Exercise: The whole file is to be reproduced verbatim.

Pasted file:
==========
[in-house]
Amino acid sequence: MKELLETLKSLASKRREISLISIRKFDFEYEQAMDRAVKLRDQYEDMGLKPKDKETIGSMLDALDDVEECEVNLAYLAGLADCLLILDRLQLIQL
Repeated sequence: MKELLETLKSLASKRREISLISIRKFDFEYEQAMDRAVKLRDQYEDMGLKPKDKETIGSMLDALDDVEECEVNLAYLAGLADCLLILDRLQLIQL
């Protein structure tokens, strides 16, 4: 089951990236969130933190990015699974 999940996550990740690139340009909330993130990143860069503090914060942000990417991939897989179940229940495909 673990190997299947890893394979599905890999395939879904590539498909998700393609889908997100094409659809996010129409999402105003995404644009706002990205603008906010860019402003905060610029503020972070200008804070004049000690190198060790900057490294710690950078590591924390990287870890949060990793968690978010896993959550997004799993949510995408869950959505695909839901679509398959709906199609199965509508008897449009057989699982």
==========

[in-house]
Amino acid sequence: MKELLETLKSLASKRREISLISIRKFDFEYEQAMDRAVKLRDQYEDMGLKPKDKETIGSMLDALDDVEECEVNLAYLAGLADCLLILDRLQLIQL
Repeated sequence: MKELLETLKSLASKRREISLISIRKFDFEYEQAMDRAVKLRDQYEDMGLKPKDKETIGSMLDALDDVEECEVNLAYLAGLADCLLILDRLQLIQL
């Protein structure tokens, strides 16, 4: 089951990236969130933190990015699974 999940996550990740690139340009909330993130990143860069503090914060942000990417991939897989179940229940495909 673990190997299947890893394979599905890999395939879904590539498909998700393609889908997100094409659809996010129409999402105003995404644009706002990205603008906010860019402003905060610029503020972070200008804070004049000690190198060790900057490294710690950078590591924390990287870890949060990793968690978010896993959550997004799993949510995408869950959505695909839901679509398959709906199609199965509508008897449009057989699982």